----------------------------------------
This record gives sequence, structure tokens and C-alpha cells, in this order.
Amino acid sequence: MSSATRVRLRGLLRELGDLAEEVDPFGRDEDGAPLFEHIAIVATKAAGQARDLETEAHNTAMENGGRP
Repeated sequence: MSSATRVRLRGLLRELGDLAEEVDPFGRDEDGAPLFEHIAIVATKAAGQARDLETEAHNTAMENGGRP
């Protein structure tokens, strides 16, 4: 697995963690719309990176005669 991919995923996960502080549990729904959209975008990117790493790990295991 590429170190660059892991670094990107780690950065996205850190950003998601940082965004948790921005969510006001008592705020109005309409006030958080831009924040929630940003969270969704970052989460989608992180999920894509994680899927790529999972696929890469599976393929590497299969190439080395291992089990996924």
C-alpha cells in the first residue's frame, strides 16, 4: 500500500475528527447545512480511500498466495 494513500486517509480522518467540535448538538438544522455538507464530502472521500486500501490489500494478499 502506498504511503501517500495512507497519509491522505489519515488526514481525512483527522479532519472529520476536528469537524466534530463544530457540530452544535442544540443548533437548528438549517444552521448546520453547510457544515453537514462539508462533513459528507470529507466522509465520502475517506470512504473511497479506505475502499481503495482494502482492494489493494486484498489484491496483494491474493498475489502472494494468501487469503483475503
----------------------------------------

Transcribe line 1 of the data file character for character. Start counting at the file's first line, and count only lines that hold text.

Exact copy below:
This record gives sequence, structure tokens and C-alpha cells, in this order.